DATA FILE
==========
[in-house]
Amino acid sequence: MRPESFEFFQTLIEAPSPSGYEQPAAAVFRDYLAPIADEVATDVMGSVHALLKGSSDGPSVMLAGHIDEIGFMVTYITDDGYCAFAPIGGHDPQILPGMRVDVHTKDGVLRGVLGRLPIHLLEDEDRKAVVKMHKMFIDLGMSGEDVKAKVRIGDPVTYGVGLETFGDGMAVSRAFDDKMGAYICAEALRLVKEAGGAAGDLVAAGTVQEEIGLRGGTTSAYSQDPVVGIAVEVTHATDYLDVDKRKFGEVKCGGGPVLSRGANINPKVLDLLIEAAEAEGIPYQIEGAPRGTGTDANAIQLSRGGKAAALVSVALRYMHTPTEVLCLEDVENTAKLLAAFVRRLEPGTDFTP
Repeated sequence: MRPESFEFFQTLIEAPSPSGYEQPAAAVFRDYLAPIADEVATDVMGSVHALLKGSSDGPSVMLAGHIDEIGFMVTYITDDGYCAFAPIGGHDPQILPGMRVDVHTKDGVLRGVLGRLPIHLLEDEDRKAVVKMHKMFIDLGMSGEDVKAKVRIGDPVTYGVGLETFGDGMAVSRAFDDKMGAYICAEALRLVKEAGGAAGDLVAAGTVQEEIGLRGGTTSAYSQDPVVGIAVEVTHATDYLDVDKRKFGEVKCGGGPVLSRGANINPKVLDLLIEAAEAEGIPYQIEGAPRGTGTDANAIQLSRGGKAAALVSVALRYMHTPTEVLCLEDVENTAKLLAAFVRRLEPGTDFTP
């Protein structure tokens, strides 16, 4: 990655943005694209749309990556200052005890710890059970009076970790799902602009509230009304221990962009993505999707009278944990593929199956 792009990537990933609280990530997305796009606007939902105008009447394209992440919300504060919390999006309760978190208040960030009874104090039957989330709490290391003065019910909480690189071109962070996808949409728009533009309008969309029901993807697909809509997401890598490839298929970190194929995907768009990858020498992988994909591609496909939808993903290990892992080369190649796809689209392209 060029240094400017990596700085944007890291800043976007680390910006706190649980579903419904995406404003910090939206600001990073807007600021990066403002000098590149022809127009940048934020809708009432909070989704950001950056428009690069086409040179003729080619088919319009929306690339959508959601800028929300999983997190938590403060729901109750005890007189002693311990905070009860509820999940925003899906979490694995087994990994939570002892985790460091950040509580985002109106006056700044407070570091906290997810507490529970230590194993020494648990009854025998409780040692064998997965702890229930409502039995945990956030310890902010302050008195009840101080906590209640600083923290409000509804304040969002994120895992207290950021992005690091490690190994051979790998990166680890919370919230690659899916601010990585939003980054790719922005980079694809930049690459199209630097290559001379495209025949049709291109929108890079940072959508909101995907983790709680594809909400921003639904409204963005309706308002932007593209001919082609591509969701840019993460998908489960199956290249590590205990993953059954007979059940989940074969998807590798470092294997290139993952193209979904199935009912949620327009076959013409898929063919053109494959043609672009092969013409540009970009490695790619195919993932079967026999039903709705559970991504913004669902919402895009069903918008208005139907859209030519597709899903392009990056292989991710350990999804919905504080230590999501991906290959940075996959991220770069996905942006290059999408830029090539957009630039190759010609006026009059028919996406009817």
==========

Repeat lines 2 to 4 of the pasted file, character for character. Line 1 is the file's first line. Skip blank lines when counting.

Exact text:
Amino acid sequence: MRPESFEFFQTLIEAPSPSGYEQPAAAVFRDYLAPIADEVATDVMGSVHALLKGSSDGPSVMLAGHIDEIGFMVTYITDDGYCAFAPIGGHDPQILPGMRVDVHTKDGVLRGVLGRLPIHLLEDEDRKAVVKMHKMFIDLGMSGEDVKAKVRIGDPVTYGVGLETFGDGMAVSRAFDDKMGAYICAEALRLVKEAGGAAGDLVAAGTVQEEIGLRGGTTSAYSQDPVVGIAVEVTHATDYLDVDKRKFGEVKCGGGPVLSRGANINPKVLDLLIEAAEAEGIPYQIEGAPRGTGTDANAIQLSRGGKAAALVSVALRYMHTPTEVLCLEDVENTAKLLAAFVRRLEPGTDFTP
Repeated sequence: MRPESFEFFQTLIEAPSPSGYEQPAAAVFRDYLAPIADEVATDVMGSVHALLKGSSDGPSVMLAGHIDEIGFMVTYITDDGYCAFAPIGGHDPQILPGMRVDVHTKDGVLRGVLGRLPIHLLEDEDRKAVVKMHKMFIDLGMSGEDVKAKVRIGDPVTYGVGLETFGDGMAVSRAFDDKMGAYICAEALRLVKEAGGAAGDLVAAGTVQEEIGLRGGTTSAYSQDPVVGIAVEVTHATDYLDVDKRKFGEVKCGGGPVLSRGANINPKVLDLLIEAAEAEGIPYQIEGAPRGTGTDANAIQLSRGGKAAALVSVALRYMHTPTEVLCLEDVENTAKLLAAFVRRLEPGTDFTP
């Protein structure tokens, strides 16, 4: 990655943005694209749309990556200052005890710890059970009076970790799902602009509230009304221990962009993505999707009278944990593929199956 792009990537990933609280990530997305796009606007939902105008009447394209992440919300504060919390999006309760978190208040960030009874104090039957989330709490290391003065019910909480690189071109962070996808949409728009533009309008969309029901993807697909809509997401890598490839298929970190194929995907768009990858020498992988994909591609496909939808993903290990892992080369190649796809689209392209 060029240094400017990596700085944007890291800043976007680390910006706190649980579903419904995406404003910090939206600001990073807007600021990066403002000098590149022809127009940048934020809708009432909070989704950001950056428009690069086409040179003729080619088919319009929306690339959508959601800028929300999983997190938590403060729901109750005890007189002693311990905070009860509820999940925003899906979490694995087994990994939570002892985790460091950040509580985002109106006056700044407070570091906290997810507490529970230590194993020494648990009854025998409780040692064998997965702890229930409502039995945990956030310890902010302050008195009840101080906590209640600083923290409000509804304040969002994120895992207290950021992005690091490690190994051979790998990166680890919370919230690659899916601010990585939003980054790719922005980079694809930049690459199209630097290559001379495209025949049709291109929108890079940072959508909101995907983790709680594809909400921003639904409204963005309706308002932007593209001919082609591509969701840019993460998908489960199956290249590590205990993953059954007979059940989940074969998807590798470092294997290139993952193209979904199935009912949620327009076959013409898929063919053109494959043609672009092969013409540009970009490695790619195919993932079967026999039903709705559970991504913004669902919402895009069903918008208005139907859209030519597709899903392009990056292989991710350990999804919905504080230590999501991906290959940075996959991220770069996905942006290059999408830029090539957009630039190759010609006026009059028919996406009817």